Shaddix, Jim. Decisional Preaching. Spring Hill, TN: Rainer Publishing, 2019, pp.147, $11.47, paperback. Dr. Jim Shaddix is Professor of Preaching, Southeastern Baptist Theological Seminary (Wake Forest, NC), holding the W. A. Criswell Chair of Expository Preaching, also serving as Director for the Center for Preaching and Pastoral Leadership. He has made homiletic contributions to numerous multi-authored works and along with Jerry Vines has co-authored Power in the Pulpit (Moody, 1997/2017) and Progress in the Pulpit (Moody, 2017). He has authored The Passion-Driven Sermon (B&H, 2003). Decisional Preaching is a much-needed book for every practitioner of Christian preaching seeking to discern the difference between pulpit manipulation and biblical persuasion. Seasoned homiletician Jim Shaddix takes the reader from stem to stern on the necessity, purpose, and practice of the persuasive elements of preaching. The book unfolds in six chapters: “Confessions of a Spurgeonist” (argumentation for decisional preaching); “Preparing to Call for Decisions” (preparation of the preacher through Word and Spirit); “Decisional Qualities of Sermon Foundation (utilizing persuasion in the sermon’s formal elements); “Decisional Qualities of Sermon Function (using persuasion in the sermon’s functional elements); “Decisional Qualities of Sermon Force (understanding the sermon style issue of force and its expression); and finally “Public…

Review of Four Ministries, One Jesus: Exploring Your Vocation with the Four Gospels by Richard A. Burridge

Burridge, Richard A. Four Ministries, One Jesus: Exploring Your Vocation with the Four Gospels. Grand Rapids, MI: Eerdmans, 2019, pp 242, $17.09, paperback. Rev. Professor Richard A. Burridge is the Dean of King’s College London where he serves as a professor of biblical interpretation. In 2013 he became the first non-Catholic to receive the prestigious Ratzinger Prize. Burridge is a member of the General Synod of the Church of England and served on the Evaluation Committee for ordination and theological education. Four Ministries, One Jesus examines the somewhat mysterious “call” of those entering into vocational ministry. Though designed with the Anglican context in mind, Burridge addresses all faith traditions in his engaging and articulate manner. The introduction to Four Ministries, One Jesus clarifies that this edition began as a collection of addresses given at an ordination retreat for the Diocese of Peterborough in England and serves as the foundational context for the instructions given by Burridge. The author divides the gospels into four categories of ministry: the teaching ministry of Christ in Matthew, the pastoral care of Christ in Luke, the suffering servant in Mark, and the divine spiritual life of Christ in John. Each chapter includes a perspective on…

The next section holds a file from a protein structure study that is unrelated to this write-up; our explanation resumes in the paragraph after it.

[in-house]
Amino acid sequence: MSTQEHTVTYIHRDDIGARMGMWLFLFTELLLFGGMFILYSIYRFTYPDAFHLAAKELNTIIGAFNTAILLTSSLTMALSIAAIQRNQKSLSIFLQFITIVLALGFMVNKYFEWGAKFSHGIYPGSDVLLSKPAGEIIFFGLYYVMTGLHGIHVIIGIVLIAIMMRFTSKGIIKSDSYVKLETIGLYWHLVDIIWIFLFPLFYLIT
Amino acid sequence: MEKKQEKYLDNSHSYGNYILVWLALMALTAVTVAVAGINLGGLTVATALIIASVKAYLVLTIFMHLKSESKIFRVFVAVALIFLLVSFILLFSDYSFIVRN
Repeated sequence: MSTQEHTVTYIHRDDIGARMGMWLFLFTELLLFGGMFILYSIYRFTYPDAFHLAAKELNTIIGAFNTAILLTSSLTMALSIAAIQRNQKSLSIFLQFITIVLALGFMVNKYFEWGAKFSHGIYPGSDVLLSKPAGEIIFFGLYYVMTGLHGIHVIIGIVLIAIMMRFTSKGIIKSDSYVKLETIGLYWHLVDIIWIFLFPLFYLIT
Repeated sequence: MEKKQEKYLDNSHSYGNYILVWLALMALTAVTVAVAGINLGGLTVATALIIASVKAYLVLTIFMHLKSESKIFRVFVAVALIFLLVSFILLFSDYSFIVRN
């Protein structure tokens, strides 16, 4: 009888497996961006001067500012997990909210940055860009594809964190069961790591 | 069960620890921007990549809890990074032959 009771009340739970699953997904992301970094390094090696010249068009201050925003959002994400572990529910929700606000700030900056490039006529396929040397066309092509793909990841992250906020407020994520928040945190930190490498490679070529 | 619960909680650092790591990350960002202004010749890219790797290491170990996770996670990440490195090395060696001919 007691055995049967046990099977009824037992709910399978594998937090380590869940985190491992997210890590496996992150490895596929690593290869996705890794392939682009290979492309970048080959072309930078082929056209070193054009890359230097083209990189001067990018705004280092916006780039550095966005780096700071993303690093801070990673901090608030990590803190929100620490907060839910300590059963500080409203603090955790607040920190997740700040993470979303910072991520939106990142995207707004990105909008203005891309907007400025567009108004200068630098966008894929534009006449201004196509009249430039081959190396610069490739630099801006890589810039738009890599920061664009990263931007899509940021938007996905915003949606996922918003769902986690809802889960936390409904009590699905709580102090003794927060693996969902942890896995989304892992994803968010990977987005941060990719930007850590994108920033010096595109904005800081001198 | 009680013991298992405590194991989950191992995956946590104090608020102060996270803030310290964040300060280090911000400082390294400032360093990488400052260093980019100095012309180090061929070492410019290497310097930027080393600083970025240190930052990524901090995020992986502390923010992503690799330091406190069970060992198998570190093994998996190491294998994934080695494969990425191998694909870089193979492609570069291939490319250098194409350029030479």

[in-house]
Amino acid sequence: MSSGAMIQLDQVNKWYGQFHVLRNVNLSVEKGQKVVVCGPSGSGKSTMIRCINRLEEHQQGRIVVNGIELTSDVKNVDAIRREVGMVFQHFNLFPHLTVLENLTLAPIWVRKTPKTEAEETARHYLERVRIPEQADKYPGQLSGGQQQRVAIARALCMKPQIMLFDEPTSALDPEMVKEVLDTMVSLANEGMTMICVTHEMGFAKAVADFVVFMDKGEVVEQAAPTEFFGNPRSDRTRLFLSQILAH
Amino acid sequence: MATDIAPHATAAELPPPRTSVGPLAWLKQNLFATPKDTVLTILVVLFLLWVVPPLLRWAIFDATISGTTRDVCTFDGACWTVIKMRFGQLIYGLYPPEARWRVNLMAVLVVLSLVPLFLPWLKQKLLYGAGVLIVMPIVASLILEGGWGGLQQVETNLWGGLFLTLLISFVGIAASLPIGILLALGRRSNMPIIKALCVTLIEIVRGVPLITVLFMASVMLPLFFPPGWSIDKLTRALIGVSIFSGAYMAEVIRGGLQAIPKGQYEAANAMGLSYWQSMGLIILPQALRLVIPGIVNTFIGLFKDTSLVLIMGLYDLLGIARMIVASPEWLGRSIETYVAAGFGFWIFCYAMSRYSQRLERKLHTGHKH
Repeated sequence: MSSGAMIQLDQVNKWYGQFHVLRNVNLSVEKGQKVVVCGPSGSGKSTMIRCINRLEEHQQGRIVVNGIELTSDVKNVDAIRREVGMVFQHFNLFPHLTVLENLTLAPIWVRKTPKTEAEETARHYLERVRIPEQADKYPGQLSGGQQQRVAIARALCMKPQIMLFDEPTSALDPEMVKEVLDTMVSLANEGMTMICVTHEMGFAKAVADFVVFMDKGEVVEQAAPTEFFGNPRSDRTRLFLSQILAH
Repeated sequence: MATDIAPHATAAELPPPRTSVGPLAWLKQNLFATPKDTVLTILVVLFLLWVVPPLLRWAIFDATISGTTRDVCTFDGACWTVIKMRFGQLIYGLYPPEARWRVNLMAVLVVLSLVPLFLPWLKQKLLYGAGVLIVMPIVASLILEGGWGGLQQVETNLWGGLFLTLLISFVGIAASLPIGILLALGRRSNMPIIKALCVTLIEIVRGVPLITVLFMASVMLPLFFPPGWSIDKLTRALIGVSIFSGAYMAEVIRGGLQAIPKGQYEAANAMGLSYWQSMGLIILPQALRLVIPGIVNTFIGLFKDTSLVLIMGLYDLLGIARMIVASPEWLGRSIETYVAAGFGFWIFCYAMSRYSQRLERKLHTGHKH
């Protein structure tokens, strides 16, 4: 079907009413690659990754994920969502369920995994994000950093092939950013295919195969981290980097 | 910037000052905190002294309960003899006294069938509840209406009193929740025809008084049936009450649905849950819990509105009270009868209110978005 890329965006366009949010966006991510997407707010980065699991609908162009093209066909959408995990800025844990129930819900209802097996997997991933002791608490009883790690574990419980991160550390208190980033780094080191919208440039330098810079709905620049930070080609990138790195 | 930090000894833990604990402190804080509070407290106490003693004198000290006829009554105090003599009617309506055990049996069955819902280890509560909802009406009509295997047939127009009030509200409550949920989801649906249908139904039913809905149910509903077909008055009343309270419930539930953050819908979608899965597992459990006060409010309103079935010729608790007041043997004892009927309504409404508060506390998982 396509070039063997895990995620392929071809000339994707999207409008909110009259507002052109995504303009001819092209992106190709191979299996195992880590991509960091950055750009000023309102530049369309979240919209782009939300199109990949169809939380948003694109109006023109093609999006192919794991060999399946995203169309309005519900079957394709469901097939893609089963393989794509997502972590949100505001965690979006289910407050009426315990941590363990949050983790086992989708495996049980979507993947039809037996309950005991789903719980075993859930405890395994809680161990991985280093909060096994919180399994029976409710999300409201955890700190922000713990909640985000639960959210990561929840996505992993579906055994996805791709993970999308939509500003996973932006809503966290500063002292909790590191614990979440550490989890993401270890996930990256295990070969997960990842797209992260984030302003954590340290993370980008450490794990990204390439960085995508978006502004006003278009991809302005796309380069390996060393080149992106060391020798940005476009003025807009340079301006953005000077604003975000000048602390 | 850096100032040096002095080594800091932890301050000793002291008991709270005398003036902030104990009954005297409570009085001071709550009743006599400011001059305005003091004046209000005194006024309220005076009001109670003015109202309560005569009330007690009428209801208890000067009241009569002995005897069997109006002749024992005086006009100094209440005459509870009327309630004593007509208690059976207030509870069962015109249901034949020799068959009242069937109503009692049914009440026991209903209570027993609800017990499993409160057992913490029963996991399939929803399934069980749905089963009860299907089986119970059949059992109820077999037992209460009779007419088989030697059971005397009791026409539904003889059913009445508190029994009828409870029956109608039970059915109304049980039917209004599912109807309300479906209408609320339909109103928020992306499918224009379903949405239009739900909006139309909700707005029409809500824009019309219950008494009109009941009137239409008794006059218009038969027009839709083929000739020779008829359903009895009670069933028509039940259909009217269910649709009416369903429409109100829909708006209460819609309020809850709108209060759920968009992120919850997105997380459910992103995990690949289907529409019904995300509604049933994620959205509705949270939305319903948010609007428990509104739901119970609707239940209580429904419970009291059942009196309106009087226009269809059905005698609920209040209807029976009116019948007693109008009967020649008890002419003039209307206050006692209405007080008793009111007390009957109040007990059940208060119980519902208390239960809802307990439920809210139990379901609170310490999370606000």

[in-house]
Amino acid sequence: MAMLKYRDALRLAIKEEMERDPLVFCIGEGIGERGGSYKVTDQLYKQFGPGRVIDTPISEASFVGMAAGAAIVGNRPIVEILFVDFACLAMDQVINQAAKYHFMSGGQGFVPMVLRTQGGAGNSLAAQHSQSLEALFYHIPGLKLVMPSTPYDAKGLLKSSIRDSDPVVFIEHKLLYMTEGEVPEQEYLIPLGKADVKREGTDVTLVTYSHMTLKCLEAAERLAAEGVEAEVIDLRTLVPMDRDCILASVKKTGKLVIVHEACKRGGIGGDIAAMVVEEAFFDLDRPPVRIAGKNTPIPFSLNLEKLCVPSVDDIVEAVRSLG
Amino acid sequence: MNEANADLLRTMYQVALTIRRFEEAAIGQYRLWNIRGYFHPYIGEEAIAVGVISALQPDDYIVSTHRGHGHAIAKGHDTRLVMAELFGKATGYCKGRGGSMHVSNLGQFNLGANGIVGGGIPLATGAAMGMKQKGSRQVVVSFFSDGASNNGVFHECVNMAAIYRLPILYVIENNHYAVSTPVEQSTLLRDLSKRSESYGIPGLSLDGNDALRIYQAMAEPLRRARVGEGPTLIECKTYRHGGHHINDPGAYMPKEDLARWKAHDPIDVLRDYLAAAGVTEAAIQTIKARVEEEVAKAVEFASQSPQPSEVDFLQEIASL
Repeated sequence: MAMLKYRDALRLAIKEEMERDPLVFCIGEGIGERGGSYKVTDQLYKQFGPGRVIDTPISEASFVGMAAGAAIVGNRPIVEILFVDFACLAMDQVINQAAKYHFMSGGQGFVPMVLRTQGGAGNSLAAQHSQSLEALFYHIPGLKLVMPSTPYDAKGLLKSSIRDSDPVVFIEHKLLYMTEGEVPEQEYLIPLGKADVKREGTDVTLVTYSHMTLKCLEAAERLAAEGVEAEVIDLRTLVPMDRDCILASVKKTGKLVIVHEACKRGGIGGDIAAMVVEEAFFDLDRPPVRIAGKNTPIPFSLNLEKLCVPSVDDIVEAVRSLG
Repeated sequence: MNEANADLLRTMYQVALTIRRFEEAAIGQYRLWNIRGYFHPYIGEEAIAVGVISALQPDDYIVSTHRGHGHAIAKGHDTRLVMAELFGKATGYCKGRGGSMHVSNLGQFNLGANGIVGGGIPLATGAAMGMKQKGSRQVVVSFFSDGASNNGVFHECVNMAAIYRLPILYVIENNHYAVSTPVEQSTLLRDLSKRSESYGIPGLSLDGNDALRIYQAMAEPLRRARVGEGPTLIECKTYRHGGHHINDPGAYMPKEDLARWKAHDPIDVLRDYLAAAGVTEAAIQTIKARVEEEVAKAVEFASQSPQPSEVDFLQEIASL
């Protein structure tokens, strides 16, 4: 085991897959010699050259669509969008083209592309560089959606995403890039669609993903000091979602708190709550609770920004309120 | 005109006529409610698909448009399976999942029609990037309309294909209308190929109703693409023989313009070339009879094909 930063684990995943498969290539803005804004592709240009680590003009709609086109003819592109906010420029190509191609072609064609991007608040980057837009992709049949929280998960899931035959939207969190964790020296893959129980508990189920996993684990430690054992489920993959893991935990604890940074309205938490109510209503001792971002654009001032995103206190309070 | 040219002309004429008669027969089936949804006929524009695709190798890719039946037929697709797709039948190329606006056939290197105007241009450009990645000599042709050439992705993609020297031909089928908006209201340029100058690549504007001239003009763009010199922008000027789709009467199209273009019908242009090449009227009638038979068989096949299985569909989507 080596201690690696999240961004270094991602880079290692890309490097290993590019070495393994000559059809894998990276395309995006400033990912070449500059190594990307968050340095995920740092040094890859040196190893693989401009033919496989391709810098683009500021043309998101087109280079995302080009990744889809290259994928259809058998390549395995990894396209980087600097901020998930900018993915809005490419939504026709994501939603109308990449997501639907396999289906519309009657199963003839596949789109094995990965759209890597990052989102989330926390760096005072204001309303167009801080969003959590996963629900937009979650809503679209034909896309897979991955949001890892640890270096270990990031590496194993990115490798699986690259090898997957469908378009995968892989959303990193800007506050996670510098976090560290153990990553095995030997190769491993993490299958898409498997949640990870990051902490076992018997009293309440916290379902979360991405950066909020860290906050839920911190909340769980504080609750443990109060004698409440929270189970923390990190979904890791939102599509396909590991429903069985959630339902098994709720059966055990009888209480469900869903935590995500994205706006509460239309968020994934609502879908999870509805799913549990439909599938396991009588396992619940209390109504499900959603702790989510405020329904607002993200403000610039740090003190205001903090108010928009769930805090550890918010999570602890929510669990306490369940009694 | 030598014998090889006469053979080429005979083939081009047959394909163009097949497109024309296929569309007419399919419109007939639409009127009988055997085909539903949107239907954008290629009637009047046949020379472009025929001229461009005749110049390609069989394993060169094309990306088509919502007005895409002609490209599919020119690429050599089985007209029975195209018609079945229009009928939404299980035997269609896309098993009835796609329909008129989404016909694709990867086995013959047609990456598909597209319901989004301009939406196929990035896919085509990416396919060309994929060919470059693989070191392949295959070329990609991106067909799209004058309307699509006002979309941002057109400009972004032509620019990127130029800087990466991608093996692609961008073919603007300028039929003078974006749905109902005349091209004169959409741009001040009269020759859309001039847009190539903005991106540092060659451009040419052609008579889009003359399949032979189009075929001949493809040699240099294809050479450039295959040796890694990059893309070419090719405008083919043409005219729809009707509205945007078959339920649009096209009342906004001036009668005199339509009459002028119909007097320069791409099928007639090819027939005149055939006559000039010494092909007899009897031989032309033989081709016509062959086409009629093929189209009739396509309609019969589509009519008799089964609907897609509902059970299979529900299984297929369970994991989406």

Review of My Story of Overcoming Anxiety and the Practices that Brought Peace by J. P. Moreland

Moreland, J. P. Finding Quiet: My Story of Overcoming Anxiety and the Practices that Brought Peace. Grand Rapids, Mi: Zondervan, 2019, pp. 220.    J. P. Moreland is distinguished professor of philosophy at Talbot School of Theology and director of Eidos Christian Center. With degrees in philosophy, theology and chemistry, Dr. Moreland has taught theology and philosophy at several schools throughout the United States. The author has numerous books, he has also served with Campus Crusade, planted two churches, and spoken at hundreds of college campuses and churches. Dr. Moreland has been recognized by The Best Schools as one of the 50 most influential living philosophers in the world (back cover). Finding Quiet (FQ) is an autobiographical testimony by Dr. Moreland about the trials and victories he has had over clinical depression which lasted for decades in his life. He writes in the Preface “The book you hold in your hands is an honest revelation of my own struggles with anxiety and depression, along with a selection of the significant spiritual, physical, and psychological ideas and practices that have helped me most. I am not a licensed therapist, and this book is not meant to be a substitute for professional or…

Review of Leadership in Christian Perspective: Biblical Foundations and Contemporary Practices for Servant Leadership by Irving and Strauss